Indexed property design patterns
If you recall, an indexed property is a property representing an array of values.
Because indexed properties require slightly different accessor methods, it only makes sense that their design patterns differ a little from those of other properties.
Following are the design patterns for indexed properties:
public PropertyType getPropertyName(int index);
public void setPropertyName(int index, PropertyType x);
public PropertyType getPropertyName();
public void setPropertyName(PropertyType x);
The first pair of design patterns defines accessor methods for getting and setting individual
elements in an indexed property. The second pair of patterns defines accessor methods for getting and setting the entire property array as a whole.
Applying these design patterns to a property of type int named <scores would yield the following method definitions:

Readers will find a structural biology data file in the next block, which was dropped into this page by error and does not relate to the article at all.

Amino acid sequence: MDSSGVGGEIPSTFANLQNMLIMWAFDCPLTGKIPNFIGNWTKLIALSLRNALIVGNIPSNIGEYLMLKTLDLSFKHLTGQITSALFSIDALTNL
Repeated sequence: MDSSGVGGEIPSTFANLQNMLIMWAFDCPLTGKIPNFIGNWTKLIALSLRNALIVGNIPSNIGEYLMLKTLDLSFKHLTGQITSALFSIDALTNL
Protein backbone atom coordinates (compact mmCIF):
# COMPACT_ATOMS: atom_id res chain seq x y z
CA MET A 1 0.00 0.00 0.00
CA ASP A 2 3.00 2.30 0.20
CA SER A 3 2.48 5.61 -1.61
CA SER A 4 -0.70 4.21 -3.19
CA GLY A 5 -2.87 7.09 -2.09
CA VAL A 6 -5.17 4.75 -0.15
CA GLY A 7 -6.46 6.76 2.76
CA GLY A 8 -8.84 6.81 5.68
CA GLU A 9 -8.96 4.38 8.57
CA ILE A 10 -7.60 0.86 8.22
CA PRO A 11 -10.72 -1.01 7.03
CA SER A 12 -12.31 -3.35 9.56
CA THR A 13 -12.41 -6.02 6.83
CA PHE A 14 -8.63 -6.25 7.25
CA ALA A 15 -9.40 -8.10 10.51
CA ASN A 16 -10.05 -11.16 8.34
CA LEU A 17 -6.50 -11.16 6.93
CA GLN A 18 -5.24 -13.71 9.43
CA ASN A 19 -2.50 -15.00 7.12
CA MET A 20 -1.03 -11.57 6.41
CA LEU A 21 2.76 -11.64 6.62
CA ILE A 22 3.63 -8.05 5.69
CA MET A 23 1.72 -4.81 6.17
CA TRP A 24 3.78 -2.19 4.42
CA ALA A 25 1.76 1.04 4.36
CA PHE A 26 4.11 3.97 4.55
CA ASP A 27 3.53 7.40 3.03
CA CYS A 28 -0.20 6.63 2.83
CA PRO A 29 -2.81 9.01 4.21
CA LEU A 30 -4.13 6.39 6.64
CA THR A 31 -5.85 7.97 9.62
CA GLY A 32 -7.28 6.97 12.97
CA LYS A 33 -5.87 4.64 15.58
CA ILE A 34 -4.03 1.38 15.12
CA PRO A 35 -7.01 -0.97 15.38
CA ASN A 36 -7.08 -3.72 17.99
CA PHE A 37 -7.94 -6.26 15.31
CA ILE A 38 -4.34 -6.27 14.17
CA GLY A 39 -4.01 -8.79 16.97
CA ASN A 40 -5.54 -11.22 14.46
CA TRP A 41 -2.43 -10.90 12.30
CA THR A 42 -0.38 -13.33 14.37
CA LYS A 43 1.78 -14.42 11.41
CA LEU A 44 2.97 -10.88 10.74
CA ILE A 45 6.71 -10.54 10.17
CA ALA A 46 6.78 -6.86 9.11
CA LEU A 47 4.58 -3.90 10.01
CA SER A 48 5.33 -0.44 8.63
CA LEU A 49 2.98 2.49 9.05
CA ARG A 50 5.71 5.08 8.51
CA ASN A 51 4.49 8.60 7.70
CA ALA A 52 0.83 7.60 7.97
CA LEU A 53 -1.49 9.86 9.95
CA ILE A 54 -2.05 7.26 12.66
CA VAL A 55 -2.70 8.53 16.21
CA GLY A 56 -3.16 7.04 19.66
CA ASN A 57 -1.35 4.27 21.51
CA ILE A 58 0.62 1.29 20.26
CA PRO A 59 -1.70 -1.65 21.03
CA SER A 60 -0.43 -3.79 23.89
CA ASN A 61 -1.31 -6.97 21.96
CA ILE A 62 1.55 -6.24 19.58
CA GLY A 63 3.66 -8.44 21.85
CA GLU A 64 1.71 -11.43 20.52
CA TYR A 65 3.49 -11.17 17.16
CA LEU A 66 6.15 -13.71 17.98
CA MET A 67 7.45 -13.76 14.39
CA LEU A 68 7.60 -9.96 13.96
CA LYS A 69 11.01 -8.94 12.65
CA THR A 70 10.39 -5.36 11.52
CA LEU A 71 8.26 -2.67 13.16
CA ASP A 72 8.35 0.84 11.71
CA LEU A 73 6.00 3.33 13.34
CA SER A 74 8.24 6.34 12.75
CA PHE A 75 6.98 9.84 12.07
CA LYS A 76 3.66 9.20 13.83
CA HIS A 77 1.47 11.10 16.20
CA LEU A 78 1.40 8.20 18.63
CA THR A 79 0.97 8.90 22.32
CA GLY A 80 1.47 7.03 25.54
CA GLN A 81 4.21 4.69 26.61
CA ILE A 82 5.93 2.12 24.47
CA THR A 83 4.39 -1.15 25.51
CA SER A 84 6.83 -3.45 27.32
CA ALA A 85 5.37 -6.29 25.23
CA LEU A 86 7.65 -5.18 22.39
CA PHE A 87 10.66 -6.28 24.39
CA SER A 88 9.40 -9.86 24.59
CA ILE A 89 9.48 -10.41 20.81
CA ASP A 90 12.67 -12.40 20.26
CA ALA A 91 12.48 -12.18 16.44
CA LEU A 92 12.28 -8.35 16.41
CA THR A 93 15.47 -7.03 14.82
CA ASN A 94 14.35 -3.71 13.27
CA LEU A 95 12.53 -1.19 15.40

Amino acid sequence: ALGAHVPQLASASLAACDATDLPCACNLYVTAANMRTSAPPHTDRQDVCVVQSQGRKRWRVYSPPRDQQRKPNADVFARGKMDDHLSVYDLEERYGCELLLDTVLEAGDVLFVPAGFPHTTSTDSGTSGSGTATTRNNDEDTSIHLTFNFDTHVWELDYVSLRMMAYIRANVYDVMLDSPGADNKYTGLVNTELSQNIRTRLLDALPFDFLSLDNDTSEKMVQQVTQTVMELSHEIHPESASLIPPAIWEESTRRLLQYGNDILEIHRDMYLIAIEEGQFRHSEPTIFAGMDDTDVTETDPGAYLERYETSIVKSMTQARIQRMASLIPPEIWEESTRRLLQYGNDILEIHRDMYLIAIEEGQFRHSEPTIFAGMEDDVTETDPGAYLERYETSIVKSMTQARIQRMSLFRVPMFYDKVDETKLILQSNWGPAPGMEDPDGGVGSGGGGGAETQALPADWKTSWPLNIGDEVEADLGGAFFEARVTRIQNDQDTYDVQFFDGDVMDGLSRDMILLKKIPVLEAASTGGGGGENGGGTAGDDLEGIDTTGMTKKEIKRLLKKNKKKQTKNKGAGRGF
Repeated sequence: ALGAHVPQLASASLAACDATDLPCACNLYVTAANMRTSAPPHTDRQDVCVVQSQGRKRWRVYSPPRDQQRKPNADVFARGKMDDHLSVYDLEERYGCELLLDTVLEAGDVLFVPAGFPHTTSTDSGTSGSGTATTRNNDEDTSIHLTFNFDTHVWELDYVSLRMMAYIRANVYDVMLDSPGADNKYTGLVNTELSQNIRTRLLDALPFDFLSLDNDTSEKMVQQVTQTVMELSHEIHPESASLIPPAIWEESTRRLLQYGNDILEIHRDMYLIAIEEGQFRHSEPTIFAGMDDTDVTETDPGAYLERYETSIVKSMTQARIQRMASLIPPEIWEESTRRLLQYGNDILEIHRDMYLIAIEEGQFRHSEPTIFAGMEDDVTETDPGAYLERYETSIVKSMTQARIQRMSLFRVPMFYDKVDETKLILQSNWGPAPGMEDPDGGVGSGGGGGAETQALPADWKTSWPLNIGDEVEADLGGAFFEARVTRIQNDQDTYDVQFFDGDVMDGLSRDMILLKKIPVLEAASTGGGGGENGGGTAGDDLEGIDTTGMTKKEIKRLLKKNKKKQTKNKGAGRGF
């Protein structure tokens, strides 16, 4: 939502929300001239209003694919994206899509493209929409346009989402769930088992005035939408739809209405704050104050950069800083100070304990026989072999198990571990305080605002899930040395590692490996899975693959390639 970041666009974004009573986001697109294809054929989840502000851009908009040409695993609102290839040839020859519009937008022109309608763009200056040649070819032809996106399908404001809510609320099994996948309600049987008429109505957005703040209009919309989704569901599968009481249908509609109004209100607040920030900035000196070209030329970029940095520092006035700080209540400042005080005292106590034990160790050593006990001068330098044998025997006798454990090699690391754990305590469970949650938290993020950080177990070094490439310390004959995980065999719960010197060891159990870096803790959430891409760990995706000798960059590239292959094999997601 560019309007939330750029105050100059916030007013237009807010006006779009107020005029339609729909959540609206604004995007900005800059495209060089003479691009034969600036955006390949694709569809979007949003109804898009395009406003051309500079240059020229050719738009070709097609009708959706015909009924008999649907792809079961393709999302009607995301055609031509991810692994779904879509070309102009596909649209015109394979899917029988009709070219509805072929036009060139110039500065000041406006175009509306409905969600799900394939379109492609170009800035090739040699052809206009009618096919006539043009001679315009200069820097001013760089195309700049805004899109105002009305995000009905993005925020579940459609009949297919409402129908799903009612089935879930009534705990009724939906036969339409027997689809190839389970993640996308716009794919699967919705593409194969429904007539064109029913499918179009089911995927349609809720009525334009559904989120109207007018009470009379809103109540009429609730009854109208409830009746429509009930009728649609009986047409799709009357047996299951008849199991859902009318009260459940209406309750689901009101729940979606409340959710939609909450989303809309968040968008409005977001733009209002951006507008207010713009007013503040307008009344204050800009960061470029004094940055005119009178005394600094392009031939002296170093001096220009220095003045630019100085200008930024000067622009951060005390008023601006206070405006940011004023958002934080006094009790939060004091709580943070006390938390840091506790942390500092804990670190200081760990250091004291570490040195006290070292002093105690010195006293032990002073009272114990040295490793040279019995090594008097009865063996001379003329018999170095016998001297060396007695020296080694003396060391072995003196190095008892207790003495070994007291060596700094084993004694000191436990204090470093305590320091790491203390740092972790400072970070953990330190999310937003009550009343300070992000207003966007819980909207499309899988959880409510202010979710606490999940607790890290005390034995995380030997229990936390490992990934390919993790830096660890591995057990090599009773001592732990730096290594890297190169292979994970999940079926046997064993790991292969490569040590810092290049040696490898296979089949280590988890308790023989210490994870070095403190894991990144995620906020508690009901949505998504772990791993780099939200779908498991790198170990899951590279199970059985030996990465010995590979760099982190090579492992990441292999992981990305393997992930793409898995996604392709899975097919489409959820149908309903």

Developing Java Beans
In addition to simple single-value properties, we also support indexed properties. An indexed property supports a range of values. Whenever the property is read or written you just specify an index to identify which value you want. Property indexes must use the Java datatype int.
The original Sun Documentation said the following regarding the int restriction .
We may relax this restriction in the future to allow other index types. However it seems that "int" indexes are in practice the most common and useful kind of property index.
A component may also expose an indexed property as a single array value.
For example, if there is an indexed property "tom" of type string it may be possible from a scripting environment to access an individual indexed value using "b.tom" and also to access the same property as an array using "b.tom". For indexed properties the accessor type signatures are:
void setter(int index, PropertyType value); // indexed setter
PropertyType getter(int index); // indexed getter
void setter(PropertyType values); // array setter
PropertyType getter(); // array getter
The indexed getter and setter methods may throw a
runtime exception if an index is used that is outside the current array bounds. In order to change the size of the array you must use the array setter method to set a new
(or updated) array.
public int getScores(int index);
public void setScores(int index, int s);
public int getScores();
public void setScores(int s);